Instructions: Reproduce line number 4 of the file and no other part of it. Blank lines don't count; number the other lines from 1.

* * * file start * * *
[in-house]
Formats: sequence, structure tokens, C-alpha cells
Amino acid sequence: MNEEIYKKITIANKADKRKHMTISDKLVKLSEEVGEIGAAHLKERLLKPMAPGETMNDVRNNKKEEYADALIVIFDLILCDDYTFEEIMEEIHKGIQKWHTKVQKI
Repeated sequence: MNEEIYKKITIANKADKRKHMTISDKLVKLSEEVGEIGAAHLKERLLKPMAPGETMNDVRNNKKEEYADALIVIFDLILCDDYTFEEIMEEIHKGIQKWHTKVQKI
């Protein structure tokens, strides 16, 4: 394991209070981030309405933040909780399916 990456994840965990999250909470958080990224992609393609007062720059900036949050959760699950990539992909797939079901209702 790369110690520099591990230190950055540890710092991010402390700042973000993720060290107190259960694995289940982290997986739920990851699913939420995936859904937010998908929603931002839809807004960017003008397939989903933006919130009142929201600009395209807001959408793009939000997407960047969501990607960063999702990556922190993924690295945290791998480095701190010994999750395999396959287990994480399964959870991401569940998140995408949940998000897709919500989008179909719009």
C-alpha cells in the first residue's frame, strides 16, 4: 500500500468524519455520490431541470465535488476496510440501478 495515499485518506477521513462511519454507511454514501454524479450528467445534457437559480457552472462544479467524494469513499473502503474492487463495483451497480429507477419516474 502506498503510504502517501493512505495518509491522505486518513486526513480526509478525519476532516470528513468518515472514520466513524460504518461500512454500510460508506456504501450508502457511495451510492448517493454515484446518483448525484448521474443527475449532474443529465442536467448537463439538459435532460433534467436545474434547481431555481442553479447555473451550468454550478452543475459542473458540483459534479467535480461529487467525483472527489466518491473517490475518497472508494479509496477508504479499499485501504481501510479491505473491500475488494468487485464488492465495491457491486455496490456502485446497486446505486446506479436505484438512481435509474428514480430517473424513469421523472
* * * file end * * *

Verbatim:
Repeated sequence: MNEEIYKKITIANKADKRKHMTISDKLVKLSEEVGEIGAAHLKERLLKPMAPGETMNDVRNNKKEEYADALIVIFDLILCDDYTFEEIMEEIHKGIQKWHTKVQKI